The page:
“Alright, alright. Well, it’s not exactly a school project”
We both heard Vera coming by the clack of her heels. Like a horse.
“Is that Vera I hear?” He was so hopeful of meeting her again that his absent eyes may have moved towards the clip-clop in whatever jar they were currently floating in. “Get me Vera.” As I saw her coming I almost wanted to throw myself down in front of the clopping stead she was, to obstruct her path. But he had wanted her. She could calm him.
On every seat, in Braille, was written that he statue was a Henry Moore piece. This was to clue in the blind members of the audience. Those attendees couldn’t see Vera’s hands on his hands, her eyes on the back of his emerald wrap.
He worked like a motherboard. Fast, methodical, relying on data that his hands searched for deeply, complexly. The room was punctuated with the question as to whether he could do it. On this day thirty years ago, the World Chess Grandmaster was beaten by a computer for the first time in a classical chess game. Historical. Except, now, Alfred the Eyeless was our computer, and our master was the piece.
Vera moved close to Alfred and looked as though she was tempted to whisper in his ear. She may have wanted to give him the information he had asked from me. But he moved the side of his head away from hers at the sensation of her breath near to his face. It wasn’t out of annoyance, or disaffection. He simply had more affection for his work, his prize. He knew he could do it. He sacrificed the knight:
“Is it… A Moore?”
An uproar of applause. A deaf man waves his hands at the edge of the crowd.
Blind men are advised against getting drunk, but that night, get splendidly drunk he did. Then again, he was not blind. He attended the party thrown in his honour afterwards with a consistent glow of pride; elated, ecstatic, elastic.
Vera and I watched him whittle amongst the crowd, stickless. People interested in him, for business or pleasure, demanded his attention one by one. Having proved successful at something that had shaken Alfred with such nerves had certainly had a positive effect on his mood, as did all the attention he was reaping as a result. I had a feeling in me then that that night would not be a one-time occurrence. A man, with a kind smile and a stick of his own, spoke to Alfred within ear shot of myself and Vera. He placed a gentle hand on Alfred’s shoulder.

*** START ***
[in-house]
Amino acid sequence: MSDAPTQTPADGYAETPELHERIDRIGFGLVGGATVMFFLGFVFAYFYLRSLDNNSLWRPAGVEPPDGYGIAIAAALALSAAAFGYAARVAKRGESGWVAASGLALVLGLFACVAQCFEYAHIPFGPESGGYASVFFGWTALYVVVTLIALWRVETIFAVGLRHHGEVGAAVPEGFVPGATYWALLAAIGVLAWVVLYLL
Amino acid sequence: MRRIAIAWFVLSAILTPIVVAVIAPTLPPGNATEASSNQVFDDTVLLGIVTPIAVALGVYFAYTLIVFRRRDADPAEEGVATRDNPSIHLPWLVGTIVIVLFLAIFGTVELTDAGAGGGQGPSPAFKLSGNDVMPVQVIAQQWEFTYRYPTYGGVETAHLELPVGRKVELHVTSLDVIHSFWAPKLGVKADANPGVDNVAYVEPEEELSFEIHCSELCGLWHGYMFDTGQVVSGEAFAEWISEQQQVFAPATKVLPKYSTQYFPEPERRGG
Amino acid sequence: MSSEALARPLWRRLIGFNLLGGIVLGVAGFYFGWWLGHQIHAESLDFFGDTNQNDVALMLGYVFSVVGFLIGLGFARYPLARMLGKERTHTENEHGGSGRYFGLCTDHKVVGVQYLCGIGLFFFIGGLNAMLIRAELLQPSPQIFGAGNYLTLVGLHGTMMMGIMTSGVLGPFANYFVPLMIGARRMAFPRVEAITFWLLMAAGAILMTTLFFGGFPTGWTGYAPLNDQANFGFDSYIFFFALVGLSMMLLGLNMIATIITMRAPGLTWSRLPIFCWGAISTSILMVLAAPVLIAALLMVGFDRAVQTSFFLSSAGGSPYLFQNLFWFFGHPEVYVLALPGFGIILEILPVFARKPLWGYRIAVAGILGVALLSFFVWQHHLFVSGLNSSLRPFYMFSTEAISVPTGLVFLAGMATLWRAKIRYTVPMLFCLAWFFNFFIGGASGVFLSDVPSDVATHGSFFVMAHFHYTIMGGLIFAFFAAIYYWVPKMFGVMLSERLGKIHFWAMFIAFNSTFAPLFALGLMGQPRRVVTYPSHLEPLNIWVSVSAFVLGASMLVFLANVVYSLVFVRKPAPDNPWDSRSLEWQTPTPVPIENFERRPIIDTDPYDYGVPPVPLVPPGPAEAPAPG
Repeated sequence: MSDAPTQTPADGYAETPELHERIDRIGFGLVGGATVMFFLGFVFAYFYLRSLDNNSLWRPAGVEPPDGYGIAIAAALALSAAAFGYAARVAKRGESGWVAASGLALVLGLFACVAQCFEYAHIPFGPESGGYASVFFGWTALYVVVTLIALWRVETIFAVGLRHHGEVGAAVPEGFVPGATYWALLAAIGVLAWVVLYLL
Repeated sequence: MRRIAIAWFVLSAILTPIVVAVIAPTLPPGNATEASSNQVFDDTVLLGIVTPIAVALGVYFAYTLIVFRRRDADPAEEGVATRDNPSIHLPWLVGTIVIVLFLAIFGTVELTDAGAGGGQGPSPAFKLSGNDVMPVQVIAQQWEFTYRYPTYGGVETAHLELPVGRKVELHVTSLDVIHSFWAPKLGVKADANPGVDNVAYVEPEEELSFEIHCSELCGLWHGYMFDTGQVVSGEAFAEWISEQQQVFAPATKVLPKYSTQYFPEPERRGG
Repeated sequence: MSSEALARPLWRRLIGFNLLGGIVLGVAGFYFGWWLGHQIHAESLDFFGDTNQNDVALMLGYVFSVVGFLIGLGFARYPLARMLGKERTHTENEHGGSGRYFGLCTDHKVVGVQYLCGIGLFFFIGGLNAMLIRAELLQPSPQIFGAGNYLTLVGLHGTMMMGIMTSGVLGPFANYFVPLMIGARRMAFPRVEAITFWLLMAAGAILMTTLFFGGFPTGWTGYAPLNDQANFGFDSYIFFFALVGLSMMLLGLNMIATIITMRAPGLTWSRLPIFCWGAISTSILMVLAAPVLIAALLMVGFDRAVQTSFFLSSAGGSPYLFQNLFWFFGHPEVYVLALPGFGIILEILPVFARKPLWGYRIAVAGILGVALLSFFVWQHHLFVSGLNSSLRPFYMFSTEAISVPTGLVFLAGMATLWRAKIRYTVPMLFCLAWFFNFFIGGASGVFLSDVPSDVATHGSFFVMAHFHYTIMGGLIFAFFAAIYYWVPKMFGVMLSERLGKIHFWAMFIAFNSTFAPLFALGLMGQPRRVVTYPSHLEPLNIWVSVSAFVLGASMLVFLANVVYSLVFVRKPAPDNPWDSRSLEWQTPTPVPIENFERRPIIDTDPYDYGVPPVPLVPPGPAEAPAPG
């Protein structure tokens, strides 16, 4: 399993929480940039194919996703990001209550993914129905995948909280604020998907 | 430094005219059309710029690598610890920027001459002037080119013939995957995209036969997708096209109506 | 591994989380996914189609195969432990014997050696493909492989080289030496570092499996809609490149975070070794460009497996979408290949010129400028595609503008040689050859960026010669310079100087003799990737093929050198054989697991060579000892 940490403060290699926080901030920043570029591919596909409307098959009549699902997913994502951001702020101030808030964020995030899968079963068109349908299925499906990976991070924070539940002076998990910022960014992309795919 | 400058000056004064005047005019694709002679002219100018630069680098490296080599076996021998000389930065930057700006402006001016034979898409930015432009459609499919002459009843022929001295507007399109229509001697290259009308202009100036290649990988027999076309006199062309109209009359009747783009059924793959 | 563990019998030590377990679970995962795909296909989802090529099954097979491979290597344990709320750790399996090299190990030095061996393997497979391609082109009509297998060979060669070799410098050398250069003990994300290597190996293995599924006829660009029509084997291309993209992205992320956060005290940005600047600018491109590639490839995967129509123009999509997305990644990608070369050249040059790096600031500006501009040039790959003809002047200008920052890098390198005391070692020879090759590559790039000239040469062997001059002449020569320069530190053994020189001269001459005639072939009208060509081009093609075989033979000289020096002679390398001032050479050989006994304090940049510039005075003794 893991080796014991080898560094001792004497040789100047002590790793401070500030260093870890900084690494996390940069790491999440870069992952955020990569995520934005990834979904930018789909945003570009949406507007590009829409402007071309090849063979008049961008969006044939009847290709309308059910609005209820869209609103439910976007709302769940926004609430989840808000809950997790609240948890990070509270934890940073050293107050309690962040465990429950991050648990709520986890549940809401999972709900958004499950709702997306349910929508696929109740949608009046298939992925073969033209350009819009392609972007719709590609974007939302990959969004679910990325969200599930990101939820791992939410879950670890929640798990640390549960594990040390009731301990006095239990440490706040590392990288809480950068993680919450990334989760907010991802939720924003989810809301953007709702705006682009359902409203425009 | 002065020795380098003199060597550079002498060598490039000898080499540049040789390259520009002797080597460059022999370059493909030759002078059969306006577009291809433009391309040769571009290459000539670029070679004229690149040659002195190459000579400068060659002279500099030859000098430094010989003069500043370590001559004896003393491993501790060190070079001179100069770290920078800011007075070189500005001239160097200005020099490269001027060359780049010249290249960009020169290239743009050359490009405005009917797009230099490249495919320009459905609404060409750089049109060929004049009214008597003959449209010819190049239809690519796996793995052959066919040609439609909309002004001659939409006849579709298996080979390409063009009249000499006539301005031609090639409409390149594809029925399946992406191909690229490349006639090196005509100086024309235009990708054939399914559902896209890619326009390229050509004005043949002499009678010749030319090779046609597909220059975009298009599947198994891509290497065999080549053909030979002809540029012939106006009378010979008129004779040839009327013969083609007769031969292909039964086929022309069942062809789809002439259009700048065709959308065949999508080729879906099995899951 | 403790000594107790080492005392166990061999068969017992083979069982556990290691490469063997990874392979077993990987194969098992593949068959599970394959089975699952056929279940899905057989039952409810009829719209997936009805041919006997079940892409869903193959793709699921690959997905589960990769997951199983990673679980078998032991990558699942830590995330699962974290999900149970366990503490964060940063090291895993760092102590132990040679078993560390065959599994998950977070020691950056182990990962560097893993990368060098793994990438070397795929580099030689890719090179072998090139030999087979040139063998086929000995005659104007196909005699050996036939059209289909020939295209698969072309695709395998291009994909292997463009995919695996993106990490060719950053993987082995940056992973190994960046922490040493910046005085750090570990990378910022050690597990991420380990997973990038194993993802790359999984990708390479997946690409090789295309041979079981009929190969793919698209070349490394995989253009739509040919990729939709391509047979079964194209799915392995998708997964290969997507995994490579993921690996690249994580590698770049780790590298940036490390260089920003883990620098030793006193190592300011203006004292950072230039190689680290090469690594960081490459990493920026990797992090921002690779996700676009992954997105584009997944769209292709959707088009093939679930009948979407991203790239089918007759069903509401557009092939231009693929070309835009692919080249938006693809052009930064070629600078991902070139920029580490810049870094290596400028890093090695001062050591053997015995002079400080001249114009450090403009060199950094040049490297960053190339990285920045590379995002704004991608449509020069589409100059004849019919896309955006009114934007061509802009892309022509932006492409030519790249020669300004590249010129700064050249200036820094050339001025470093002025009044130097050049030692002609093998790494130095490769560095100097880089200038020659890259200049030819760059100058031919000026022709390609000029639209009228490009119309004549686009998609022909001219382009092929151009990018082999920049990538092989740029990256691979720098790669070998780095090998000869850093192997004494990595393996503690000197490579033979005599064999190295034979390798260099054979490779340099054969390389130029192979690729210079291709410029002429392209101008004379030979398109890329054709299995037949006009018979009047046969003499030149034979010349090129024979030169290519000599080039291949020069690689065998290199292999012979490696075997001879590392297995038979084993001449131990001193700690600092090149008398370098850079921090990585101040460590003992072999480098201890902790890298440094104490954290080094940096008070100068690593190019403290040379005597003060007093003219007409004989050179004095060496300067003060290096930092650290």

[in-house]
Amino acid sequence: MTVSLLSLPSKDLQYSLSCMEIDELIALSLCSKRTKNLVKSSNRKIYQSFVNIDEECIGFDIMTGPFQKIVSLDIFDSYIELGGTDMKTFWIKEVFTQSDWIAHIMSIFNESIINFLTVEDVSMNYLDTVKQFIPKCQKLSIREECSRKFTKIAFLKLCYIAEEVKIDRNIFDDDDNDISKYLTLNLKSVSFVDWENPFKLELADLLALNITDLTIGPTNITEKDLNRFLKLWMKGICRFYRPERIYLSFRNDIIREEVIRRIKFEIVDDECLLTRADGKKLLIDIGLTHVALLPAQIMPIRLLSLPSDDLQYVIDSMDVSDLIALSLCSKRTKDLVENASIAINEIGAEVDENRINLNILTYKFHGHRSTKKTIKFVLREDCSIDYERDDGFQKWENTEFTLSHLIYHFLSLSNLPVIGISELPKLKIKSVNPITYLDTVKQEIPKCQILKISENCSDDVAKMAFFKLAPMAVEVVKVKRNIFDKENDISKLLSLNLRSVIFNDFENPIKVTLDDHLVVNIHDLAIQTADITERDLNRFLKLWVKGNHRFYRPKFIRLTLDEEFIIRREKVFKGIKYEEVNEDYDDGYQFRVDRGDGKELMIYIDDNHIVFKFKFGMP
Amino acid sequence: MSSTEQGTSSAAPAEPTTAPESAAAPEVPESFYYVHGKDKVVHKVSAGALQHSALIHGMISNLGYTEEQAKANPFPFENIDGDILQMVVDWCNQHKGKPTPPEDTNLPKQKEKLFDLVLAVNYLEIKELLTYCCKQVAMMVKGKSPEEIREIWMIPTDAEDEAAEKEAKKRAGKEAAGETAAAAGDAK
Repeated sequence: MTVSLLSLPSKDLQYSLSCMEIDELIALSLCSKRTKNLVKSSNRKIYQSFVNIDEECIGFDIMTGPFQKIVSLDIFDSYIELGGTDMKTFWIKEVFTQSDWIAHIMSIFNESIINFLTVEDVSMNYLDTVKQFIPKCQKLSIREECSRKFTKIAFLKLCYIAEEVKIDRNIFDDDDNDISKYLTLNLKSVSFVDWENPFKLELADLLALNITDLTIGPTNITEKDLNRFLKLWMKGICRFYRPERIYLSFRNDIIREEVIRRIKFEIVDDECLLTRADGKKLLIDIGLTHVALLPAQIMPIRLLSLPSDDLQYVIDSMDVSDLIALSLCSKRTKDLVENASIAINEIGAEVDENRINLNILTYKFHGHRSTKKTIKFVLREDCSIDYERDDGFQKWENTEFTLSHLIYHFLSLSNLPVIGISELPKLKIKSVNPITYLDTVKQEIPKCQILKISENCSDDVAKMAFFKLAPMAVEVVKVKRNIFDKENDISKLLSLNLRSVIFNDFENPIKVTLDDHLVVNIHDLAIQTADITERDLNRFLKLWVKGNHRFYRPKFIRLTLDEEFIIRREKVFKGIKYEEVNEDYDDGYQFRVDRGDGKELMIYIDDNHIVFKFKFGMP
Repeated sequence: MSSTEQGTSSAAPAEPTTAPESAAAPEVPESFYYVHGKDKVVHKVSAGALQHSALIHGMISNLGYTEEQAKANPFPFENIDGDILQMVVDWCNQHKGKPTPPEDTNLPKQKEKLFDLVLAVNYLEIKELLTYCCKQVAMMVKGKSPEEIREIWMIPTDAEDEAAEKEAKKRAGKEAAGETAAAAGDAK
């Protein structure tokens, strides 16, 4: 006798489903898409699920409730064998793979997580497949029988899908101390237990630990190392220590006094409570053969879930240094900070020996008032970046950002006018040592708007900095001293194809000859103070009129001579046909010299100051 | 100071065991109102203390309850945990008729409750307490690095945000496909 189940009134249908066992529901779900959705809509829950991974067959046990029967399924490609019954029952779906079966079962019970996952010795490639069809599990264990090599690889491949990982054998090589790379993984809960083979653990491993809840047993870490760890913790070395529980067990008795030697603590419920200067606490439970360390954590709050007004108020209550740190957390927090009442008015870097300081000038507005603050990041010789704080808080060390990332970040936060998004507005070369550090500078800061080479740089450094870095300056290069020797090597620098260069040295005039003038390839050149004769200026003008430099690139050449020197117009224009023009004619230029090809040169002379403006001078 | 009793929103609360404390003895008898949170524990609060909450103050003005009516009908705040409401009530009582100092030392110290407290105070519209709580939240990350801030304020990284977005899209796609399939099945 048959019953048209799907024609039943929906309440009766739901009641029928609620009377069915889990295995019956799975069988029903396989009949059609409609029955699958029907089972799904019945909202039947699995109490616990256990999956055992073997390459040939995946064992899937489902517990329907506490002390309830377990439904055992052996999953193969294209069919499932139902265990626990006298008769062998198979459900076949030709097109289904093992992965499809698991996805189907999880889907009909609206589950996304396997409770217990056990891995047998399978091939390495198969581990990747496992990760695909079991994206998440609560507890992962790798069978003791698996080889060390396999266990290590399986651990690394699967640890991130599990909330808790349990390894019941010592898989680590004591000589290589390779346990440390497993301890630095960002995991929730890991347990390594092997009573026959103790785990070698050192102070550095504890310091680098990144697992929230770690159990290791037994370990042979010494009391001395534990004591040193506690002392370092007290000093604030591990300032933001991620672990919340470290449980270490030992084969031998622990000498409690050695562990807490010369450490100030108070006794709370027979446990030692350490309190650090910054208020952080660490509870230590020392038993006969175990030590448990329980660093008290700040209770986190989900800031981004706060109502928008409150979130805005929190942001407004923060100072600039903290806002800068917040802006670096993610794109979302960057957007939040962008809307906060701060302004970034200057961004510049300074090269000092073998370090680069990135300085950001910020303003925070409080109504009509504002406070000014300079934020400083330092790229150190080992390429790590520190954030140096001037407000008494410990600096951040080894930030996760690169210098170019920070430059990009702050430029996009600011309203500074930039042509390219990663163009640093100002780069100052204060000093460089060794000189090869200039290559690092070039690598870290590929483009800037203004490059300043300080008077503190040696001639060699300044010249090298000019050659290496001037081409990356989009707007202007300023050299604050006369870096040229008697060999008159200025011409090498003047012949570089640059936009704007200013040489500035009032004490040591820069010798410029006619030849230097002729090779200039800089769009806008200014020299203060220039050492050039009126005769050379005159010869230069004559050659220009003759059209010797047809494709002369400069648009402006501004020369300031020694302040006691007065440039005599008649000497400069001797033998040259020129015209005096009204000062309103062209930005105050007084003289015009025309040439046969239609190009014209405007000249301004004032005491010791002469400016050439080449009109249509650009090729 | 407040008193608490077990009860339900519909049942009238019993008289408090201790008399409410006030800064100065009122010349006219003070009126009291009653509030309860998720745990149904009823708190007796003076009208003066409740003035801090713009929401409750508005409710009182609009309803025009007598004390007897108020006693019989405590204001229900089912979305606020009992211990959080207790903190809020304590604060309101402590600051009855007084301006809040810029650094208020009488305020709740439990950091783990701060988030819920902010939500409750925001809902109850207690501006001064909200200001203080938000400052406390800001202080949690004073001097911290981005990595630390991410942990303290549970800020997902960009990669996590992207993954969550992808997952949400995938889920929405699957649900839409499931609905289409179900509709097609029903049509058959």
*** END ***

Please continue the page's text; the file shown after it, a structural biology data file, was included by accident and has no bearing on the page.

“I have a blind friend who is virtuoso on the piano. He performs regularly for audiences in such a way as you did tonight.” Alfred smiled politely in response. “It would be wonderful if you could do a performance or two with him. You’d suit each other perfectly.” Alfred’s countenance turned. He shrugged away the kind hand.
“I am not blind.” Each word sounded oblique. His tongue was aggressive. “I am eyeless.” His words stuck to the high stucco ceilings, launched from his upturned chin.
Vera turned to me, like the onlookers we were, with the ripples of the look that has previously swam in her eyes from looking at Alfred still permeating there. “He is magnificent.”
It happened in steps. The first was the seduction – covertly done. I think he may have enjoyed the feeling of her long, glossy nails against his neck which he could not see, his palms which he could not see, which she read like psalms, which he could not read.
Then, four or five shows in, in which he had correctly guessed the sculpture’s maker, or date, or material, and through which she had grown more in love with him (in steps, too), Vera asked Alfred to take off his scarf. This would the making of them. “It will bring in more people. They want to see what is beneath there. Nestled away.”
He had never taken it off for me. For years, when he replaced his scarves with new, identical ones, the transition from one to another was always done in a locked bathroom. For her, he’d display his naked, wounded sockets for thousands.
He moved out of our house for her just as quickly as he unwrapped his emerald cage for her. He took his metal women with him. I, alone, was the wife cast out of the polygamous marriage between me, him, her and those figures. I challenged my brain as to why it didn’t feel liberating.
Months later, I emailed him. I had to know why he had so preferred Vera, aware that Vera would be most likely scribing his reply. He wrote to me that he owed it was because he owed his impact on the world to her. Vera was arranging all his events now, and she was very efficient at it. He had a show, with a different statue, almost every day. He said he would get Vera to send me a formal invite to one at the Tate Modern next week.